In accordance with the invention, based on the technical data with regard to the rail track bed and to the rolling stock, the rail-fixing device is defined by taking into account, in the first place, the desired anti-vibration isolation performance (or wheel/rail resonant frequency). In general, this performance necessitates a low dynamic stiffness.

The desired static stiffness (which depends on the material of the pad) is derived from this dynamic stiffness. This static stiffness generally results in significant static displacements of the rail, which are not tolerated. The pad is given a prestress which is such that the difference between the rail displacement before prestress and after prestress remains less than the tolerated rail displacement (in general, 3 mm). Preferably, the pad is chosen in such a way that it works in its linear region with the prestress and the additional load which is added on top of it when a wheel passes.

In the case of a system for fixing a rail of the UIC 60 type on concrete, a sleeper spacing of 60 cm, an unsprung vehicle mass of 1000 kg, an axle load of 180 kN and a resonant frequency of the wheel/rail assembly of 22 Hz (an isolation similar to the floating-slab situation), a dynamic stiffness of the elastic pad in the fixing system of approximately 10 kN/mm (calculation using the finite-element method) is necessary.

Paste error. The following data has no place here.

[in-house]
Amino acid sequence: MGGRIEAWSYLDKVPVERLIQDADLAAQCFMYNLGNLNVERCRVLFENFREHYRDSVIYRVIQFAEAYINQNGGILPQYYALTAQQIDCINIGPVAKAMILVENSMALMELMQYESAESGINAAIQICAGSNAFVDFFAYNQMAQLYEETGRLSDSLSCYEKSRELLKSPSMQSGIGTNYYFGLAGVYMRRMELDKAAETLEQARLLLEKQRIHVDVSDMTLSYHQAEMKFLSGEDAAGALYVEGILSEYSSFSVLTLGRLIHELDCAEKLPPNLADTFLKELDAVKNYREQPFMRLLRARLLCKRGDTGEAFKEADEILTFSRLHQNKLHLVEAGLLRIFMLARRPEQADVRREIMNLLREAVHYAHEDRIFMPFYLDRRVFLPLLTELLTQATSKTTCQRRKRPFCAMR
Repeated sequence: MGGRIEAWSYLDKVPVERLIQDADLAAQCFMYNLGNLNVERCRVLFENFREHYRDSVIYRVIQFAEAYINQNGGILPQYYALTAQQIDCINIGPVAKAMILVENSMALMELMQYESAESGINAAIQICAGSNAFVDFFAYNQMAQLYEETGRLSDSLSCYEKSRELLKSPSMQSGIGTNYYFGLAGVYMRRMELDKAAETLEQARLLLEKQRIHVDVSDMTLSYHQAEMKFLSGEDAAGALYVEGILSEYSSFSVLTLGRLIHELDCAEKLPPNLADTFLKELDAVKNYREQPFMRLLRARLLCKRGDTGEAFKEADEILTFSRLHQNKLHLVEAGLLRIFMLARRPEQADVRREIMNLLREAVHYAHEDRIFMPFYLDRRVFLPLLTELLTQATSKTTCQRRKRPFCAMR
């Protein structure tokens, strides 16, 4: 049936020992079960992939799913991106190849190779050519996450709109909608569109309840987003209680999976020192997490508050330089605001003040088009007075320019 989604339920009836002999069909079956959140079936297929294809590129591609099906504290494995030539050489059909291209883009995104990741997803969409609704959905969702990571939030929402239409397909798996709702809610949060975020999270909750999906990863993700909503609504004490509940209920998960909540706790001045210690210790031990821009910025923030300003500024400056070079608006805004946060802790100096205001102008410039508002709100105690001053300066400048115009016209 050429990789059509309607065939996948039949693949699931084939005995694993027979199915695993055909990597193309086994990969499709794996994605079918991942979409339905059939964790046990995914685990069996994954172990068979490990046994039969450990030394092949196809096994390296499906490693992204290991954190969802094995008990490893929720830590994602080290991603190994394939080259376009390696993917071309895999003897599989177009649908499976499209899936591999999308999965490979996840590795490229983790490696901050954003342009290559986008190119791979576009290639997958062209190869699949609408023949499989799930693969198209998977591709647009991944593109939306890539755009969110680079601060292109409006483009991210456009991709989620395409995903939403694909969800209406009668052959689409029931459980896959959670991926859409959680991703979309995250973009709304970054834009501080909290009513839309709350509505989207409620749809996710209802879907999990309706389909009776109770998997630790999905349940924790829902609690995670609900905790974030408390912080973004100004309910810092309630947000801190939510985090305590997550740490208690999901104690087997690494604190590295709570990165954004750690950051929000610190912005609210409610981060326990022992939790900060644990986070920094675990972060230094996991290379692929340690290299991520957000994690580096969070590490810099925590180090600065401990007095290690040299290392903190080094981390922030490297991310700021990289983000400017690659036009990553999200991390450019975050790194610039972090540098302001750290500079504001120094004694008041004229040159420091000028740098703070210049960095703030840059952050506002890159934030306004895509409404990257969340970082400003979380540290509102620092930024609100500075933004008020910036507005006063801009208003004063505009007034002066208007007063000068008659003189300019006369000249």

By using a product, for the anti-vibration pad, having a static stiffness equal to the dynamic stiffness, a rail deflection of 4.5 mm is obtained with the axle load in question. For example, it is possible to use a quasi-isotropic microcellular product, such as polyurethane with a hybrid structure.

If the pad is given a prestress of about 30 kN, which corresponds to approximately 3 mm of deflection, the rail deflection when a wheel passes is about 1.5 mm, which is entirely acceptable. However, the system remains dynamically very flexible.

Patent Citations
Cited PatentFiling datePublication dateApplicantTitle
US4266719 *Jun 28, 1979May 12, 1981Clouth Gummiwerke AktiengesellschaftTrack mounting assembly and sound-damping system therefore
US4316578 *Jun 2, 1980Feb 23, 1982Clarke ReynoldsDirect fixation rail fastener utilizing a pad of elastomer
US5203501 *Jan 21, 1992Apr 20, 1993Etablissements VapeDevice for fixing a rail onto a slab of concrete
Referenced by
Citing PatentFiling datePublication dateApplicantTitle
US6321657 *Mar 1, 1999Nov 27, 2001William E. OwenRail transit system
US6325301 *Aug 31, 2000Dec 4, 2001Patrick VanhonackerTrack support system
U.S. Classification238/382, 238/2
International ClassificationE01B9/68
Cooperative ClassificationE01B9/685
European ClassificationE01B9/68C
Legal Events
Jul 17, 2003FPAYFee payment
Year of fee payment: 4
Sep 3, 2007REMIMaintenance fee reminder mailed
Feb 22, 2008LAPSLapse for failure to pay maintenance fees
Apr 15, 2008FPExpired due to failure to pay maintenance fee
Effective date: 20080222